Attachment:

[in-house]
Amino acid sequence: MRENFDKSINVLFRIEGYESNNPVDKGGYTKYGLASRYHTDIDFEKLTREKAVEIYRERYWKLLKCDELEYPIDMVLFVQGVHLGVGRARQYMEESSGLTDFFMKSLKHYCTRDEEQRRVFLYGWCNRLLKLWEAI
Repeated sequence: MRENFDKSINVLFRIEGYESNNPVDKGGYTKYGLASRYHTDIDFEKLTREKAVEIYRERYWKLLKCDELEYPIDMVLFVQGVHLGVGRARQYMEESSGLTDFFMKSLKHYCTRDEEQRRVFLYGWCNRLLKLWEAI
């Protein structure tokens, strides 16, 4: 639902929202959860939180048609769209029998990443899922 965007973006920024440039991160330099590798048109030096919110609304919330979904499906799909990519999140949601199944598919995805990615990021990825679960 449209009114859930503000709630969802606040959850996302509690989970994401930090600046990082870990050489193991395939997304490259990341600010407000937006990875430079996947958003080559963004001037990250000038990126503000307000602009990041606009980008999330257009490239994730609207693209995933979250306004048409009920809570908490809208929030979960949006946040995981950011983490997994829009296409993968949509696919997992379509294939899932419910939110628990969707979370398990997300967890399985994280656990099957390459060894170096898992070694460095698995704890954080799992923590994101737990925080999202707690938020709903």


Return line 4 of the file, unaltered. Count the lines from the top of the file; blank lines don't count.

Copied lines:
């Protein structure tokens, strides 16, 4: 639902929202959860939180048609769209029998990443899922 965007973006920024440039991160330099590798048109030096919110609304919330979904499906799909990519999140949601199944598919995805990615990021990825679960 449209009114859930503000709630969802606040959850996302509690989970994401930090600046990082870990050489193991395939997304490259990341600010407000937006990875430079996947958003080559963004001037990250000038990126503000307000602009990041606009980008999330257009490239994730609207693209995933979250306004048409009920809570908490809208929030979960949006946040995981950011983490997994829009296409993968949509696919997992379509294939899932419910939110628990969707979370398990997300967890399985994280656990099957390459060894170096898992070694460095698995704890954080799992923590994101737990925080999202707690938020709903």